A Guide to Texas Obscenity Laws

Obscenity is a crime in Texas that involves the promotion of obscene material or devices. If you have been charged with violating Texas obscenity laws, you should be aware that obscenity is a serious criminal offense. We recommend discussing your case with one of the skilled criminal defense attorneys at Wilder Law Firm as soon as possible so we can begin preparing your legal defense. We have also prepared this guide to Texas obscenity laws to help residents understand what it means to be charged with a crime of obscenity.

Understanding Texas Obscenity Laws

Obscenity is a legal term that often applies to subject matter that has been deemed morally offensive. Even though people in America have the right to freedom of speech and expression, there are limits to the type of content a person can express. Possessing or distributing obscene material is illegal under state and federal law. However, not all offensive material constitutes obscene material. Under Texas state law, it is a crime to promote, produce, present, or direct obscene material under Texas state law. Most of the obscene material that results in criminal prosecution involves some types of pornography, including child pornography.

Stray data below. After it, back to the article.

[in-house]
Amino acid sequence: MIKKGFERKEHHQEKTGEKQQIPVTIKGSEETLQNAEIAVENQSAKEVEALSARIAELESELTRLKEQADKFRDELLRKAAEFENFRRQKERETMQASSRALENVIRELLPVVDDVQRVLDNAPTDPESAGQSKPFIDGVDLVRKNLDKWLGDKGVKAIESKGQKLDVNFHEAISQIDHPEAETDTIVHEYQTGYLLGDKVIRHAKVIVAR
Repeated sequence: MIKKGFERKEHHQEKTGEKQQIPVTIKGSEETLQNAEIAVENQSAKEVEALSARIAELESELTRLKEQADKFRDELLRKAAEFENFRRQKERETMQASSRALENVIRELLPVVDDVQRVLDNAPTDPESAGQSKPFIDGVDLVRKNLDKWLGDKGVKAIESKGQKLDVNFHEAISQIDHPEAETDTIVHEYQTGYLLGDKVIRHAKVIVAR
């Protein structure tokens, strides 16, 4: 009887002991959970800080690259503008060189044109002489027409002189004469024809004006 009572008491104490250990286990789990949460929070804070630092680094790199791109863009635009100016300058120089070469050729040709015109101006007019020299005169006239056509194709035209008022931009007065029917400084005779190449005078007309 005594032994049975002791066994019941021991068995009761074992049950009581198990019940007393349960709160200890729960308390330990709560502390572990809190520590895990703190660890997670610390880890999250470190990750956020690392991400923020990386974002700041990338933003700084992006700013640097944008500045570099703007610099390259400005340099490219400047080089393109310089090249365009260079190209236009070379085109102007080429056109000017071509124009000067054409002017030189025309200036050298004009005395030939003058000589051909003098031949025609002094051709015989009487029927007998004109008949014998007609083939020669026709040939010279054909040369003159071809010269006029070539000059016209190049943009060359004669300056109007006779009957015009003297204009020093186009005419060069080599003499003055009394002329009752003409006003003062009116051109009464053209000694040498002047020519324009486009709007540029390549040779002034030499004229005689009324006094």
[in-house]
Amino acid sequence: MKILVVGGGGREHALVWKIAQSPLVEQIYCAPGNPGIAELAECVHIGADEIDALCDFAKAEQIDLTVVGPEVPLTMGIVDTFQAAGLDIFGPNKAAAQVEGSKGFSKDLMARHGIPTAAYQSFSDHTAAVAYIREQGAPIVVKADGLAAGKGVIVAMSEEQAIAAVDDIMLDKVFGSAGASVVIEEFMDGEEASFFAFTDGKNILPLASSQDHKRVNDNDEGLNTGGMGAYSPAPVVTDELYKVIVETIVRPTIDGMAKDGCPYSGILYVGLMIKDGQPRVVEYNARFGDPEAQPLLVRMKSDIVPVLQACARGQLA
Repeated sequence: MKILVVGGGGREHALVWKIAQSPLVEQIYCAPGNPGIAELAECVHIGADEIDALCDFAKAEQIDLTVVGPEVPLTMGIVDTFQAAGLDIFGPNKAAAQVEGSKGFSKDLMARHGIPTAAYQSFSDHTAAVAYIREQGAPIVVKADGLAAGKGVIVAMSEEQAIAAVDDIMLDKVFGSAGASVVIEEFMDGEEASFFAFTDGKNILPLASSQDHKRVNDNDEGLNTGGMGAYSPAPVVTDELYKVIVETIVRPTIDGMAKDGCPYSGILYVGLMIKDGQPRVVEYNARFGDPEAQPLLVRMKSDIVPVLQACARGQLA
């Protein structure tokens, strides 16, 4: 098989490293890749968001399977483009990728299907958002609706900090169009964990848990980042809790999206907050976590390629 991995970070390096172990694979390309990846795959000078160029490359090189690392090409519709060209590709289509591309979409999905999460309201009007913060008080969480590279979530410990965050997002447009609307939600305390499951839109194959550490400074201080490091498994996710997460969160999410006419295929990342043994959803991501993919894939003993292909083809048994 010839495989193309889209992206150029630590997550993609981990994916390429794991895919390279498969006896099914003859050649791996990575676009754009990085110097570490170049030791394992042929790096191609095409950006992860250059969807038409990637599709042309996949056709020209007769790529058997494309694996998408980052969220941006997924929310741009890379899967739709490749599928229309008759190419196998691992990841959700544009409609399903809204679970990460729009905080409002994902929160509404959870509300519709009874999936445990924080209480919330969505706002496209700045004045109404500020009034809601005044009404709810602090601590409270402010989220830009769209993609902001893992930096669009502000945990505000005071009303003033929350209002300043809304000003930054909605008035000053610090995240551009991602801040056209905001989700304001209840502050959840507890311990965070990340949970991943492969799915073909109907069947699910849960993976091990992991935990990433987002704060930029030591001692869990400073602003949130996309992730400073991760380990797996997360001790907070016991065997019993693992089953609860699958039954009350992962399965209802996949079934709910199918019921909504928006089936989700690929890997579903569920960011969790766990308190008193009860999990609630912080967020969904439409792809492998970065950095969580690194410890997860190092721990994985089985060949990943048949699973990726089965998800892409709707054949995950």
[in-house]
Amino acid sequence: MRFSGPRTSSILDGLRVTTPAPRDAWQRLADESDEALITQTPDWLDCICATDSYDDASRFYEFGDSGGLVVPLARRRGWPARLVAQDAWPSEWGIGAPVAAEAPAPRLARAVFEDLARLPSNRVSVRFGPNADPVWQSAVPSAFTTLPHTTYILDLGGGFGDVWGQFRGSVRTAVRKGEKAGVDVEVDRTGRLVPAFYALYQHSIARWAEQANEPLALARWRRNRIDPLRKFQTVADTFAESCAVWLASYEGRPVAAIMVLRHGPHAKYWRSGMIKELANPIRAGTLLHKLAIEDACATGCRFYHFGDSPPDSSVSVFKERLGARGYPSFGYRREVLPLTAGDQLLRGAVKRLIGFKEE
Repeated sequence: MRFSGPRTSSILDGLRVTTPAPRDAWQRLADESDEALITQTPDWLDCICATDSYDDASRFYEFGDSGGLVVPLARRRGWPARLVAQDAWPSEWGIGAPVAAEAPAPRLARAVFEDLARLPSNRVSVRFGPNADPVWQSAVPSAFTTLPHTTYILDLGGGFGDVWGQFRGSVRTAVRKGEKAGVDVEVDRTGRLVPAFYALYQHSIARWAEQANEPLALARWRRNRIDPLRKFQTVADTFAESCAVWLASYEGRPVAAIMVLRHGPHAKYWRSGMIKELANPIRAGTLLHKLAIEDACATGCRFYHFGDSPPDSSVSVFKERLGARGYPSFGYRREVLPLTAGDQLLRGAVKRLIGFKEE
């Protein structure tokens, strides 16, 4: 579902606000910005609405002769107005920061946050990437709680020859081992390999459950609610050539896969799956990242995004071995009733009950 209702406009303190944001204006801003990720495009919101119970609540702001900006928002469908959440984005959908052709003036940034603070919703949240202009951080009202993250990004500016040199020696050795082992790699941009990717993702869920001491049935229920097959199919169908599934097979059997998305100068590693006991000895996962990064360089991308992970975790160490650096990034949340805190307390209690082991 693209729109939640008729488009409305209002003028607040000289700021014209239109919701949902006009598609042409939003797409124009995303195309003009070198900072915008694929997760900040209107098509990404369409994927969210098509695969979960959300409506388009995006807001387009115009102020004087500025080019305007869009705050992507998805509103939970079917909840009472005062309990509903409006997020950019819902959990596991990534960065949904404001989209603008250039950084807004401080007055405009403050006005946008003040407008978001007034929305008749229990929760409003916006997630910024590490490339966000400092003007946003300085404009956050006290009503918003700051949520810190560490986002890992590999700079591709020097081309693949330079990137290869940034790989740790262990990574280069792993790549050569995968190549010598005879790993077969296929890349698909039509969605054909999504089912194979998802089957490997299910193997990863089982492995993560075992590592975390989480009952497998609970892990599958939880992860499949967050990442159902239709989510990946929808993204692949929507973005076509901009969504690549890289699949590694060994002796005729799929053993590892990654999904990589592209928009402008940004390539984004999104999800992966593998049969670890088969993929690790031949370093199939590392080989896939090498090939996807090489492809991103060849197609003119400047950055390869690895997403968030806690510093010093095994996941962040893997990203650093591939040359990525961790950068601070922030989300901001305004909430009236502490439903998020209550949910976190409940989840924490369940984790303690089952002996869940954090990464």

Under section “a” of Texas Penal Code § 43.23, a person will commit the crime of obscenity if they promote or possess with intent to sell or promote any obscene material or device. To convict a defendant of obscenity, the prosecutor must prove that the defendant knew about the material’s content and character. 

Under section “c” of the obscenity law, a person commits the crime of obscenity, if they know about the material’s content and character and:

    • Promote or possess with intent to promote any obscene material or obscene device; or
    • Produce, present, or direct an obscene performance or participate in a portion thereof that is obscene or that contributes to its obscenity.

 

Penalties for Criminal Obscenity in Texas